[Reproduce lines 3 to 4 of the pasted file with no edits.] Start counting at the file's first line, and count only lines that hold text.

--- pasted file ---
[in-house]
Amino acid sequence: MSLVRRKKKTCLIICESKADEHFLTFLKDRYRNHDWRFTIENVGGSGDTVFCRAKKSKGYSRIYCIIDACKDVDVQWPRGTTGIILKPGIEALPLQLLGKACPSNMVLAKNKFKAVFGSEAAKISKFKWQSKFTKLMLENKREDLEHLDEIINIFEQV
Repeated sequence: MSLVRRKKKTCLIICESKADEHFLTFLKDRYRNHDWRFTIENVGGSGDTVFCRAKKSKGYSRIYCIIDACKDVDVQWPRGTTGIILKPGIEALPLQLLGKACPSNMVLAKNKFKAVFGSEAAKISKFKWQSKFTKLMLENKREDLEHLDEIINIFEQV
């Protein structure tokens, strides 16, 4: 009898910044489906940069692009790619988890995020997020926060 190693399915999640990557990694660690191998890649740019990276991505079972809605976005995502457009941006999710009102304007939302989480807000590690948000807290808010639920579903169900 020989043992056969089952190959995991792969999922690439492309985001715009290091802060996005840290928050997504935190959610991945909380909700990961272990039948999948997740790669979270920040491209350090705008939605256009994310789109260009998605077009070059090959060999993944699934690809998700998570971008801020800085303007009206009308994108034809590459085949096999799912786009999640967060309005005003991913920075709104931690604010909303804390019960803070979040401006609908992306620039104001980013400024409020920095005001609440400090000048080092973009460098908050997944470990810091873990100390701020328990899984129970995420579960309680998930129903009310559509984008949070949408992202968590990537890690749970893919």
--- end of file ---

Repeated sequence: MSLVRRKKKTCLIICESKADEHFLTFLKDRYRNHDWRFTIENVGGSGDTVFCRAKKSKGYSRIYCIIDACKDVDVQWPRGTTGIILKPGIEALPLQLLGKACPSNMVLAKNKFKAVFGSEAAKISKFKWQSKFTKLMLENKREDLEHLDEIINIFEQV
């Protein structure tokens, strides 16, 4: 009898910044489906940069692009790619988890995020997020926060 190693399915999640990557990694660690191998890649740019990276991505079972809605976005995502457009941006999710009102304007939302989480807000590690948000807290808010639920579903169900 020989043992056969089952190959995991792969999922690439492309985001715009290091802060996005840290928050997504935190959610991945909380909700990961272990039948999948997740790669979270920040491209350090705008939605256009994310789109260009998605077009070059090959060999993944699934690809998700998570971008801020800085303007009206009308994108034809590459085949096999799912786009999640967060309005005003991913920075709104931690604010909303804390019960803070979040401006609908992306620039104001980013400024409020920095005001609440400090000048080092973009460098908050997944470990810091873990100390701020328990899984129970995420579960309680998930129903009310559509984008949070949408992202968590990537890690749970893919």